So I wasn’t familiar with Jerrod before this – Francine Maisler, the casting director, brought him in. He was just really funny. He seemed really nice. He’s a really nice guy, and I want the frat to seem really nice.

N: Right, right.

NS: A funny energy for that, because it imbues the audience with what they’re supposed to think about this fraternity. And then Hannibal I’ve loved to death forever, and I thought he’d be – I wanted all of these authority figures to be just like very friendly – he has really funny energy, especially for a cop. And we had him do the table read, and then we’re like, “OK, we’re good.” But then there are people like Liz Cackowski as the realtor, or when Jason Mantzoukas is the ER doctor, everyone should go, whether it’s one line or whatever, you know. They shouldn’t waste one second.

N: Especially Jason Mantzoukis is one of those guys – he walks on screen and you start laughing. 

NS: His audiences start to laugh before he says anything. They’re like, “Something’s fucked up about that!”

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N: He’s just got one of those faces. One of the best parts in the film was Zac Efron, and I don’t think a lot of people were expecting that. He seems a little bit unappreciated as a comic actor. He’s struggling to shake off that High School Musical image. Tell me about working with him. What attracted you to him as a performer?

NS: Well, when I came aboard, he was already attached – Seth and he were attached when they called me about the movie. But I’ve always liked him, I always thought he had charisma, and, you know, he has movie star charisma. We saw a movie – the movie I’d seen of his called 17 Again, which was a pretty good movie, but he really elevated the material. He’s really good in it, and in person, he’s a really earnest, positive guy, and it seemed really funny to have that guy as your bad guy.

Because to me, there’s nothing scarier than someone being, like, “I’m going to kill you” with a big smile on their face. That’s way scarier than someone trying to be menacing. But yeah, I think it’s for all those reasons. And then you start working, and you get an instinct - this is my fourth movie, and you get an instinct about my work, and he really brought it. His improv skills were good, but he also was really good at being in the moment and being very real, and really – he’s just a really good actor, you know.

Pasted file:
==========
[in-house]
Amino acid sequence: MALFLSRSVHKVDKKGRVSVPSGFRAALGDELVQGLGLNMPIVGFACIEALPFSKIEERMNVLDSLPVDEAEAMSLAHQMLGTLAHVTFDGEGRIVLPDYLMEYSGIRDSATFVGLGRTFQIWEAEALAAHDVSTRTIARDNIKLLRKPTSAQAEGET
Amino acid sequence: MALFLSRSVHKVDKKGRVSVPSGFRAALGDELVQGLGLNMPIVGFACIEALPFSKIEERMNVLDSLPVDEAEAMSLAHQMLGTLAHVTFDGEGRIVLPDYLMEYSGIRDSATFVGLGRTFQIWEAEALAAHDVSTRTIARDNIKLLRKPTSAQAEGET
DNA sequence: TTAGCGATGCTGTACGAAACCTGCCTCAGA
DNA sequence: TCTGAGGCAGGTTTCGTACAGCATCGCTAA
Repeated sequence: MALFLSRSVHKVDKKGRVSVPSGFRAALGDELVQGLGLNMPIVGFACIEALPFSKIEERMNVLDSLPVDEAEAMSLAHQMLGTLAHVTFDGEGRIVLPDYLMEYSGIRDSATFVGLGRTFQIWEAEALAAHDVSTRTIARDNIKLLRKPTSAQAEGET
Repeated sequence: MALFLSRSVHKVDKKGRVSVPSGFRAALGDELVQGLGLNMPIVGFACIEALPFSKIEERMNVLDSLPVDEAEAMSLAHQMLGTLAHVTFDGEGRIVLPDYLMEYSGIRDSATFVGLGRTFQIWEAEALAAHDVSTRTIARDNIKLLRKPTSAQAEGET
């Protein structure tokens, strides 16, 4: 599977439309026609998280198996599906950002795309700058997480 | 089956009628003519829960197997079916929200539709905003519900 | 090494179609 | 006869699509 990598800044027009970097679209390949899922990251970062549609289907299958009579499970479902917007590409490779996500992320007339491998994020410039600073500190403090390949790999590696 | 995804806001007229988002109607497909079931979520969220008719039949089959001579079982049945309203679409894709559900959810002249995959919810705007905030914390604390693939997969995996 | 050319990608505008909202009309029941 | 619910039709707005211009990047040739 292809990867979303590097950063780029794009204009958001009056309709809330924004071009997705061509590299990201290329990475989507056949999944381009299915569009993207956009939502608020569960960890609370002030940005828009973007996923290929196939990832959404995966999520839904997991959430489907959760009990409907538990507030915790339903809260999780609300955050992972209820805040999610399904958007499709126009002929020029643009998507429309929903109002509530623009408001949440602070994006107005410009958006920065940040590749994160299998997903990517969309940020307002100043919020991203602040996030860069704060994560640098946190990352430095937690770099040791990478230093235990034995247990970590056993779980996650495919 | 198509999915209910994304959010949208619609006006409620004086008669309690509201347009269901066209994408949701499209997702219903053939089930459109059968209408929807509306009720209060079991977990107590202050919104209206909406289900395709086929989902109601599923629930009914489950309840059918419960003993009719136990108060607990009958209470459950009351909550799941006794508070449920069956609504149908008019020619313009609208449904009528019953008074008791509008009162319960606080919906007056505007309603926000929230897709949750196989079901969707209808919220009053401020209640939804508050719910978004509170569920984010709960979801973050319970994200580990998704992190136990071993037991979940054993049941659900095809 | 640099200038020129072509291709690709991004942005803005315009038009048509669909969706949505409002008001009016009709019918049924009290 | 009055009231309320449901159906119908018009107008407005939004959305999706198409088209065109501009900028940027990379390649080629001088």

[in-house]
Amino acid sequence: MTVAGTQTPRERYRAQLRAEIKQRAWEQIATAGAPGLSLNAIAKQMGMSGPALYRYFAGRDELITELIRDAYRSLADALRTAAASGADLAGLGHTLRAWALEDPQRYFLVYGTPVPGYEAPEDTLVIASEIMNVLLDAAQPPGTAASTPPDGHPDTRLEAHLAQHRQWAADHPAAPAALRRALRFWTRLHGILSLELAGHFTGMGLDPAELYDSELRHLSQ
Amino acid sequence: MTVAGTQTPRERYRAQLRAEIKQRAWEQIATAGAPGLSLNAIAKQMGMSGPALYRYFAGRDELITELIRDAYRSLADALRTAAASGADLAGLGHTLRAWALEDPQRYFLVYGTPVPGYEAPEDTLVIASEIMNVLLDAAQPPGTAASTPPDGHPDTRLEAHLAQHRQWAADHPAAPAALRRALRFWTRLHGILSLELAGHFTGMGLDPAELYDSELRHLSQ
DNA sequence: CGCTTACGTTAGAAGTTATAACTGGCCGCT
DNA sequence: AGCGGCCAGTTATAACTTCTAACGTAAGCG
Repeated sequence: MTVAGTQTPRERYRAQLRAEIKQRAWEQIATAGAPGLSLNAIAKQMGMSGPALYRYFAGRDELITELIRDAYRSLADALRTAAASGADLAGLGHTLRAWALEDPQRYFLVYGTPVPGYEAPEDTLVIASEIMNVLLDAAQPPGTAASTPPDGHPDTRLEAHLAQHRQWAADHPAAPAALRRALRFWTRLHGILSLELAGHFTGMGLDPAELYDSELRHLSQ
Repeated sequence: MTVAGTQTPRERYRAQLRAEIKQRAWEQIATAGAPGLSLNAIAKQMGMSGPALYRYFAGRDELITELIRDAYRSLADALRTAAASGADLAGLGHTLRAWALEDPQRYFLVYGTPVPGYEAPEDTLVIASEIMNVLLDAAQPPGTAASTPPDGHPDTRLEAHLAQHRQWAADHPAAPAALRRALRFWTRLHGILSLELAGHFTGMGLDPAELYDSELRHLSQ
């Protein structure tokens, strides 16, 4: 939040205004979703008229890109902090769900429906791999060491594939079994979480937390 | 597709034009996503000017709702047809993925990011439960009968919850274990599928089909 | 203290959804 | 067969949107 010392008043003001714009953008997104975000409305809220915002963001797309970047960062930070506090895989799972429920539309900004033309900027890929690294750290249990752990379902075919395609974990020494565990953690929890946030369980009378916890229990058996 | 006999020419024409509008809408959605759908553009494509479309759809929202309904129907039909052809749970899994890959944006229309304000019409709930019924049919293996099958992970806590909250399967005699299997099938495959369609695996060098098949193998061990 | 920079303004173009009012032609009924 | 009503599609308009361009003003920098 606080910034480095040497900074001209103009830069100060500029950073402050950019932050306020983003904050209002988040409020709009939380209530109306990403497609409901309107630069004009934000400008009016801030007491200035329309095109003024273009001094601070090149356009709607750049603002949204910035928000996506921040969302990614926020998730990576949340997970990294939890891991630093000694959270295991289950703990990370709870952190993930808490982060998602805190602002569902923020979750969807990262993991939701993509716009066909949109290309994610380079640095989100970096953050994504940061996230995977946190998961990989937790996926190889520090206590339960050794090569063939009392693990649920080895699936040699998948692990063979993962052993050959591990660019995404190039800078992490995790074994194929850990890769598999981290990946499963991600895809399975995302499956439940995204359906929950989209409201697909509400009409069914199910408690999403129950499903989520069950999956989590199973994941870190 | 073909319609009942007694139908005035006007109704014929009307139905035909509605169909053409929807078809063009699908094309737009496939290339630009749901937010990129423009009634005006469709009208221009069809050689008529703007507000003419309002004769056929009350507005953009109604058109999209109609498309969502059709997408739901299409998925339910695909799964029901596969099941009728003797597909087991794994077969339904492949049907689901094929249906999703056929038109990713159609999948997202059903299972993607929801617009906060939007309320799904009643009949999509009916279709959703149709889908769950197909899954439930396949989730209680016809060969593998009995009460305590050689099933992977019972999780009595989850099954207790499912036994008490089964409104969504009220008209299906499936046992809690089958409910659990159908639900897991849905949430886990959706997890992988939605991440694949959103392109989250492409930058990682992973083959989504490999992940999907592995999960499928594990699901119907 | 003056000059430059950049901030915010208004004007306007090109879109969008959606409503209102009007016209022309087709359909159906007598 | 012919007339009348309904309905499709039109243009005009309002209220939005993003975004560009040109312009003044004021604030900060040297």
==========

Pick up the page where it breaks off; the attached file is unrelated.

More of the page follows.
N: Yeah, and he has this sort of Spring Break/Cape Fear vibe throughout the movie that just really sells things.

NS: He totally has the Cape Fear vibe. When we shot the fight, Seth was nervous. Zac was so in the moment that he broke his hand in the fight with Dave Franco. He hits a mantle and broke his hand. He’s very committed, you know. He whispered to me, “Don’t tell anyone I broke my hand.” He’s so in it, that before the final fight, Seth was, like, “I’m nervous. I’m nervous he’s going to hurt me.” But he’s just an actor – nothing happened. He’s really good at it. It’s his art. I loved working with him.

N: Yeah, you know you’ve done something right when your fellow cast mates fear for their life. 

NS: Yeah, I think him being scary really worked. If he wasn’t scary, the movie wouldn’t work. And he got scarier and scarier as the movie went on, which I think is a testament to his performance.

N: Yeah, absolutely. And also, everyone in this film is kind of – the major players, at least – are kind of a dick, which makes both sides getting their comeuppance feel earned. I think that was an important decision because you have this family, they’re getting annoyed by the frat, but they’re also doing terrible things to the frat. Was that something that you wanted to highlight? 

NS: Oh, yeah, yeah! I like movies where everyone’s making mistakes, and no one is right. I think audiences like it too. I think it’s funnier, especially in a comedy. It makes it more relatable if everyone is making mistakes, because that’s the way that life is. As soon as someone has jumped the villain, and there’s nothing interesting about them, it kind of becomes a boring thing.